Apoptosis; Alternative splicing; Chemoresistance; PU.1; Acute Myeloid Leukemia; TRAIL
Humbert Magali, Morán María, Cruz-Ojeda Patricia de la, Muntané Jordi, Wiedmer Tabea, Apostolova Nadezda, McKenna Sharon L., Velasco G, Balduini Walter, Eckhart Leopold, Janji Bassam, Sampaio-Marques Belém, P Ludovico, Žerovnik Eva, Langer Rupert, Perren Aurel, Engedal Nikolai, Tschan Mario P. (2020), Assessing Autophagy in Archived Tissue or How to Capture Autophagic Flux from a Tissue Snapshot, in Biology
Humbert Magali, Seiler Kristina, Mosimann Severin, Rentsch Vreni, McKenna Sharon L, Tschan Mario P (2020), Autophagy-mediated degradation of Fatty Acid Synthase (FASN) facilitates ATRA-induced granulocytic differentiation of acute myeloid leukemia (AML) cells, in BioRxiv
Jin Jing, Britschgi Adrian, Schläfli Anna M., Humbert Magali, Shan-Krauer Deborah, Batliner Jasmin, Federzoni Elena A., Ernst Marion, Torbett Bruce E., Yousefi Shida, Simon Hans-Uwe, Tschan Mario P. (2018), Low Autophagy (ATG) Gene Expression Is Associated with an Immature AML Blast Cell Phenotype and Can Be Restored during AML Differentiation Therapy, in Oxidative Medicine and Cellular Longevity
, 2018, 1-16.
Schläfli Anna M, Isakson Pauline, Garattini E, Simonsen Anne, Tschan Mario P (2017), The autophagy scaffold protein ALFY is critical for the granulocytic differentiation of AML cells., in Scientific reports
, 7(1), 12980-12980.
Haimovici Aladin, Humbert Magali, Federzoni Elena A, Shan-Krauer Deborah, Brunner Thomas, Frese Steffen, Kaufmann Thomas, Torbett Bruce E, Tschan Mario P (2017), PU.1 supports TRAIL-induced cell death by inhibiting NF-κB-mediated cell survival and inducing DR5 expression, in Cell Death & Differentiation
, 24(5), 866-877.
, Inhibition of UBE2L6 attenuates ISGylation and impedes ATRA‐induced differentiation of leukemic cells, in Molecular Oncology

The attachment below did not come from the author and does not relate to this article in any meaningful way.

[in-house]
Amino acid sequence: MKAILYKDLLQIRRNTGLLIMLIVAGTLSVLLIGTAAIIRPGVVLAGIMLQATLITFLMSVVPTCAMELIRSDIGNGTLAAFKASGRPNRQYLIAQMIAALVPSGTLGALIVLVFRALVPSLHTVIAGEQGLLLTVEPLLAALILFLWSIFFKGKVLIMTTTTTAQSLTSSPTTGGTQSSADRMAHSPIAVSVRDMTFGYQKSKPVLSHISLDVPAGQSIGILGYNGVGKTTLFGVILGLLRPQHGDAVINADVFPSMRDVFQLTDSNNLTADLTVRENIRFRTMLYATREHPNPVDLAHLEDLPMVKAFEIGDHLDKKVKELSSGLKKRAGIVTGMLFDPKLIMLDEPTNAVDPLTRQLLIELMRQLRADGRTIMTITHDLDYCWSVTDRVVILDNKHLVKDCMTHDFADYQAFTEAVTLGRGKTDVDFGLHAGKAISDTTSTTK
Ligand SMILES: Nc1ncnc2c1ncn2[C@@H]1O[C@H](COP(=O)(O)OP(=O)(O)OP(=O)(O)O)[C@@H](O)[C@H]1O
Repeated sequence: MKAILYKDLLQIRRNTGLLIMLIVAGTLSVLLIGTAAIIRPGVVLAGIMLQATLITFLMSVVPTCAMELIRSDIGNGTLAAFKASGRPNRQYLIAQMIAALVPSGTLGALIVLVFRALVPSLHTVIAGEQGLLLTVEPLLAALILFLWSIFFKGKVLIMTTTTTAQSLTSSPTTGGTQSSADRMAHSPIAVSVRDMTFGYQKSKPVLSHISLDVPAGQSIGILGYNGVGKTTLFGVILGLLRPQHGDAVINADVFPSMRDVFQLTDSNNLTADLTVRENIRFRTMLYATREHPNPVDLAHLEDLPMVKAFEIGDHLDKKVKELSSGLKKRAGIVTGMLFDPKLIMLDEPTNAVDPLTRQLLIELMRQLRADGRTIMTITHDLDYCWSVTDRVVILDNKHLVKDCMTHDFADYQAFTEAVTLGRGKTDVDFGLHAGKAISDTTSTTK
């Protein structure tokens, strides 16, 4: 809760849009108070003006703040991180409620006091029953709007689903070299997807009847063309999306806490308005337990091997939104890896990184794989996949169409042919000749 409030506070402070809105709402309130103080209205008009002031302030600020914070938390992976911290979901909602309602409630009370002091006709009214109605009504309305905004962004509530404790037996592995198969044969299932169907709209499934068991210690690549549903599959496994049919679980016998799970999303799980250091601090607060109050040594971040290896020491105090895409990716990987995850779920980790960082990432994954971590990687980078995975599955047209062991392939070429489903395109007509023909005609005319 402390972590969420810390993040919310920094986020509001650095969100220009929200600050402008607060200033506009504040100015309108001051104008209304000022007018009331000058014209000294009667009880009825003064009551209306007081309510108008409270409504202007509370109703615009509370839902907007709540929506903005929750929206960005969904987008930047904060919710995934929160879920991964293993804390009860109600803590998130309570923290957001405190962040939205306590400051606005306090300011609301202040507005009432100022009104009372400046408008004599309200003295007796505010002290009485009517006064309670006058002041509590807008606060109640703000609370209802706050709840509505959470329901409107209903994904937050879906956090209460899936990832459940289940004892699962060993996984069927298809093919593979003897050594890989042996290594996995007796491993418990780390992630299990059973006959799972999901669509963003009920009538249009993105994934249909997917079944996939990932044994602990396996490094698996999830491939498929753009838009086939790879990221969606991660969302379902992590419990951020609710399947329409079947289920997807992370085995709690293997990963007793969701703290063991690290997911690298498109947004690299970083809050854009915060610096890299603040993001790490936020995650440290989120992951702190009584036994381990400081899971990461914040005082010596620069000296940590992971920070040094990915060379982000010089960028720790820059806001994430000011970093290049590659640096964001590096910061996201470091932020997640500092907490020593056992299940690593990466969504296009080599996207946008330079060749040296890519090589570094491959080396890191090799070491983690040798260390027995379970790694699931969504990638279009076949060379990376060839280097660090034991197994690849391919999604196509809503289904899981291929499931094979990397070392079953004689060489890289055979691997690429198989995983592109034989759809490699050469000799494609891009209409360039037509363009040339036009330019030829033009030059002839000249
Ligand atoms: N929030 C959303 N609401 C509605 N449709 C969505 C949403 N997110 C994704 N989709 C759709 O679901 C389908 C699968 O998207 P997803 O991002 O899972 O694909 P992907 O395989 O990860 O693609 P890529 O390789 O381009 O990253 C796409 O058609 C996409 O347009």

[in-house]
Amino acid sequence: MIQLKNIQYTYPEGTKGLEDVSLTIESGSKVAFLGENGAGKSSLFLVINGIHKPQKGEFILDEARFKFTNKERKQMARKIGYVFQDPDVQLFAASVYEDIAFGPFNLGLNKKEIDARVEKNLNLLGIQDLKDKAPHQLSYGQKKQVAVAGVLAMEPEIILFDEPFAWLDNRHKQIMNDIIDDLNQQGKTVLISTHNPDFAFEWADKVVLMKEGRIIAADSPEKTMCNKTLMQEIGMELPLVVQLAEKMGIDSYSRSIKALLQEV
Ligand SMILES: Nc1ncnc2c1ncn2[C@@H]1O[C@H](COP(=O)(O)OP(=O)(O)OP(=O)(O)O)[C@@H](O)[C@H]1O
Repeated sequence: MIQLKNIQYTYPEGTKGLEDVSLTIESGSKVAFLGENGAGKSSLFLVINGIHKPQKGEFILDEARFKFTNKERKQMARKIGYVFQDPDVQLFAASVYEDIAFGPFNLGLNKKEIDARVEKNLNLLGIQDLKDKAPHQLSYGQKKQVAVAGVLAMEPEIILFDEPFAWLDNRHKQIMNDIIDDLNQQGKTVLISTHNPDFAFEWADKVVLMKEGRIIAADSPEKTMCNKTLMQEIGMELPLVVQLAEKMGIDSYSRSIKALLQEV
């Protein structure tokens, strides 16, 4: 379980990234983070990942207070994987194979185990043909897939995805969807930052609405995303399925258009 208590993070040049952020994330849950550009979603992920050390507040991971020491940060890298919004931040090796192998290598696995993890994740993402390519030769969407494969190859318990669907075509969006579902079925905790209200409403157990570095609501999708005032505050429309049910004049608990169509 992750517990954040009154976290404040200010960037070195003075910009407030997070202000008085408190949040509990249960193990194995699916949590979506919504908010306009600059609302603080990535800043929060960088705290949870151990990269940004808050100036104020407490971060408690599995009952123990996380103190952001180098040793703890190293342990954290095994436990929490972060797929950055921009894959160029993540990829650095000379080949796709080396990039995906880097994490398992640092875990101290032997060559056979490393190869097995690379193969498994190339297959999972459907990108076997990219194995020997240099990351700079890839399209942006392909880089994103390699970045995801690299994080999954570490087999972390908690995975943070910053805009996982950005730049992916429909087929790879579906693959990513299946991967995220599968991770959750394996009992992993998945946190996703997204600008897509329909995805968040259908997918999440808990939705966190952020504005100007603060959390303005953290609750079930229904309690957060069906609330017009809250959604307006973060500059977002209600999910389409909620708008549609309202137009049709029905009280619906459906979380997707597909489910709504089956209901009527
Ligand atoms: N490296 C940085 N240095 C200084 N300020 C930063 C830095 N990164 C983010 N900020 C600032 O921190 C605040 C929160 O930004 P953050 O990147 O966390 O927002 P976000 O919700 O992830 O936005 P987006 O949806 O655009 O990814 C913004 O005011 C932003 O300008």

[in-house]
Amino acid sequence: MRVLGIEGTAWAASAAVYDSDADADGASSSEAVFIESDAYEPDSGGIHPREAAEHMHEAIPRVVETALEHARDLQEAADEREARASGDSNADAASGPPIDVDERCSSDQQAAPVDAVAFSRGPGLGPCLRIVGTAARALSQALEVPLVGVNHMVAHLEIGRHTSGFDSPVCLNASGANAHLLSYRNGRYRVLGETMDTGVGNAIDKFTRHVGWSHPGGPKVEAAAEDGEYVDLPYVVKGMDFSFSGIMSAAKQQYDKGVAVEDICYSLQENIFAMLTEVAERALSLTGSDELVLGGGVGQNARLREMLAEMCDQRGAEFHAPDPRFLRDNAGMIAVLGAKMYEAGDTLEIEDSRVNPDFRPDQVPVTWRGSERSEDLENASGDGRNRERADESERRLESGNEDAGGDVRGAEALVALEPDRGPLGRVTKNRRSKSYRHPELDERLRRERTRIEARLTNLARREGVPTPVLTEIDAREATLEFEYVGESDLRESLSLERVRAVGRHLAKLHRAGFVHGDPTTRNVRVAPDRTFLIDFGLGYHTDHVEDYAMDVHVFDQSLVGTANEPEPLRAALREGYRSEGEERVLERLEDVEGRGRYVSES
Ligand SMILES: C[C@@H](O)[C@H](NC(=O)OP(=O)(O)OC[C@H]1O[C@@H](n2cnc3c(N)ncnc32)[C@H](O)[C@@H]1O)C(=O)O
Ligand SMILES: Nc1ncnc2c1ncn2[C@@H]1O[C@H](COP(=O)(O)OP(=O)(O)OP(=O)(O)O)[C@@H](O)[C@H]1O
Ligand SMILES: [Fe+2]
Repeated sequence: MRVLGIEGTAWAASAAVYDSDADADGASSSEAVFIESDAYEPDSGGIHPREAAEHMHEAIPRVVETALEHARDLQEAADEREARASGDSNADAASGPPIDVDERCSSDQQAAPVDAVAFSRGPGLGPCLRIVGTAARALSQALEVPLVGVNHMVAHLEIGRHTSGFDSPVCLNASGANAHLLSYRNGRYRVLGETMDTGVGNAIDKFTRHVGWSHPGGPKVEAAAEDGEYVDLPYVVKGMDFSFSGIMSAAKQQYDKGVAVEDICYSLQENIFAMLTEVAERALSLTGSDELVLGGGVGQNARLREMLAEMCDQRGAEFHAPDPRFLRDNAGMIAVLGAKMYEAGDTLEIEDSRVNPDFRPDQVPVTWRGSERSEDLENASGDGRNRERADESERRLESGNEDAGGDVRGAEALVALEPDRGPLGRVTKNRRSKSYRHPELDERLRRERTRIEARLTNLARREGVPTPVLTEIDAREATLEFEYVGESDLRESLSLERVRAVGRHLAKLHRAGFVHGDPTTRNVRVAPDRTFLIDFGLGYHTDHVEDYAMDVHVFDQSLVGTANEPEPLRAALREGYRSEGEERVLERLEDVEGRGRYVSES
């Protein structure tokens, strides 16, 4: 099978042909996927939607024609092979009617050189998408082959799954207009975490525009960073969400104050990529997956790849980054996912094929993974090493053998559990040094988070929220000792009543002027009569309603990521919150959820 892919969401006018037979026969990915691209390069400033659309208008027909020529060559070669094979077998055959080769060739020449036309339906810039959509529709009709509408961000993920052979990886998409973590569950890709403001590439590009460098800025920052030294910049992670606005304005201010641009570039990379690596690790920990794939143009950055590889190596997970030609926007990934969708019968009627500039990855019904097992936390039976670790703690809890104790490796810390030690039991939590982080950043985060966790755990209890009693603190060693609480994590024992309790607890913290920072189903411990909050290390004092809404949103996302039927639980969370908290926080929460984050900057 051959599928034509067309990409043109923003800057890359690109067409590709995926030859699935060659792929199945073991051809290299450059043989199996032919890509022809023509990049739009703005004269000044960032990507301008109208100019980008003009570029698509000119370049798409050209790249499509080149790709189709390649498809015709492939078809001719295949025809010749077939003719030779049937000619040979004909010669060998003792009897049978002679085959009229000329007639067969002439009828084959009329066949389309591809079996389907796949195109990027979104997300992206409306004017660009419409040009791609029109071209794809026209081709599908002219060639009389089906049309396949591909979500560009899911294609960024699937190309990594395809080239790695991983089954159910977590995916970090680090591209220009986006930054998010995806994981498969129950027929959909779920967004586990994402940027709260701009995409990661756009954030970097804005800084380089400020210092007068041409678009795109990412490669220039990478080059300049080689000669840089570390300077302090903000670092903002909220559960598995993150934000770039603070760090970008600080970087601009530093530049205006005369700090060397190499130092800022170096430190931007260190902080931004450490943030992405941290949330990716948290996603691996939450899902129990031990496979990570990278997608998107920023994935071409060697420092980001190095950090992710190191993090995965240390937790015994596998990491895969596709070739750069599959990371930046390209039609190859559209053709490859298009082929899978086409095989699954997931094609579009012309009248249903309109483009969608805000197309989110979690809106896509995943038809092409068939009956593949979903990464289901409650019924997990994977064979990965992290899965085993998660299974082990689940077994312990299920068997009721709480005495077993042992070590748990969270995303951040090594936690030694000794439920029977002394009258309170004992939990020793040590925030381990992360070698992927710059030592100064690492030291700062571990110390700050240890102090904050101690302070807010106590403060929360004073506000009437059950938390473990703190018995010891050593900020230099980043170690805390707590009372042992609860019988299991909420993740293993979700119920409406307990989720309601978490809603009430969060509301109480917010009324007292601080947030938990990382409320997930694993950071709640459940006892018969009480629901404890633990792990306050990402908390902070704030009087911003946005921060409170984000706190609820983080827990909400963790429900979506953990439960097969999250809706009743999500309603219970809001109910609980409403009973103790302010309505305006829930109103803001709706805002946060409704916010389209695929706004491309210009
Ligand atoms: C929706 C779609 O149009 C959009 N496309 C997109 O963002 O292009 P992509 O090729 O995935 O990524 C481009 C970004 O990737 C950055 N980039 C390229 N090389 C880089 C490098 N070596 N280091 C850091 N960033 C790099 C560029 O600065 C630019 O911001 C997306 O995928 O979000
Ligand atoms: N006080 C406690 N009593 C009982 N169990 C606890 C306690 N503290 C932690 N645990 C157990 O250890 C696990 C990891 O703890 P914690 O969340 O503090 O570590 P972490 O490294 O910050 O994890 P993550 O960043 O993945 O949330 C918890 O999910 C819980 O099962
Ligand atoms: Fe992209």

The ETS-transcription factor PU.1 is needed throughout hematopoietic differentiation particularly by orchestrating terminal differentiation of macrophages, neutrophils, B-cells and Th9 cells. The role of PU.1 in myeloid differentiation and its regulation have been thoroughly investigated and many genes directly involved in myeloid development and function are transcriptional targets of PU.1. Importantly, low but not absent PU.1 expression can lead to the transformation of myeloid progenitor cells to acute myeloid leukemia (AML). Thus, PU.1 is regarded as a tumor suppressor in AML, a disease that is characterized by an accumulation of immature blast cells with increased cell survival. Much less information is available on PU.1’s function in cell death or cell cycle regulation. Comprehensive functional studies analyzing the role of PU.1 during cell death responses of AML cells to cancer therapies are missing. Our preliminary data describe a new tumor suppressor function for PU.1 by supporting TNF-related apoptosis-inducing ligand (TRAIL)-mediated apoptosis in AML cells. Our data indicate that PU.1 represses the NF-?B survival pathway, and thus the induction of anti-apoptotic genes such as cFLIP, Bcl-2 or Mcl-1. Furthermore, blocking PU.1 expression causes a shift in cFLIP expression towards the anti-apoptotic splice variant cFLIPshort. Altogether, these results indicate a new facet of PU.1's tumor suppressor function during anti-leukemic therapy and low PU.1 levels may contribute to resistance towards TRAIL treatment. Moreover, inhibiting PU.1 also attenuates AML cell toxicity caused by anthracycline-based therapies. In my opinion, further studies to decipher mechanisms how PU.1 affects cell death and how PU.1 protein stability is regulated during cancer therapy warrants further investigations. Findings from this project hold potential for improved therapeutic strategies in mainly AML treatment and a better understanding of how PU.1 keeps neoplastic transformations in check. I propose to investigate in more detail how PU.1 regulates responses to cytotoxic particularly death receptor mediated therapies I suggest to address the following objectives: I. PU.1 mechanisms in response to cytotoxic therapy. I propose, (a) to validate our 2D cell culture findings in 3D in vitro and in vivo, (b) to further characterize PU.1’s cell death function in regard of TRAIL receptor regulation, (c) to validate possible apoptotic functions of PU.1 in additional hematopoietic neoplasms, (d) to investigate PU.1’s role in epigenetic regulation of cell death-associated genes. II. I propose, (a) to initially investigate if blocking major cellular degradation processes (e.g. caspases, necroptosis, proteasome, autophagy) affect PU.1 protein expression, and (b) to characterize the PU.1 protein interactome during cytotoxic treatment and to inhibit/activate newly identified proteins involved in PU.1 protein stability for novel therapeutic options in cytotoxic therapies.III. PU.1 and alternative splicing of cFLIP. I propose, (a) to analyze the function of cFLIP in resistance towards TRAIL treatment and chemotherapy, (b) to test if PU.1 associates with the cFLIP promoter region to promote specific use of splice sites, and (c) to investigate if PU.1 transcriptionally regulates posttranslational modifiers of cFLIP.The proposed studies will help to unravel novel functions of PU.1 in cell death responses to cancer therapies and may further elucidate its role in suppressing leukemia by targeting anti-apoptotic proteins. Identifying factors that regulate PU.1 protein stability may provide novel targets to be used in combination with current cytotoxic therapies.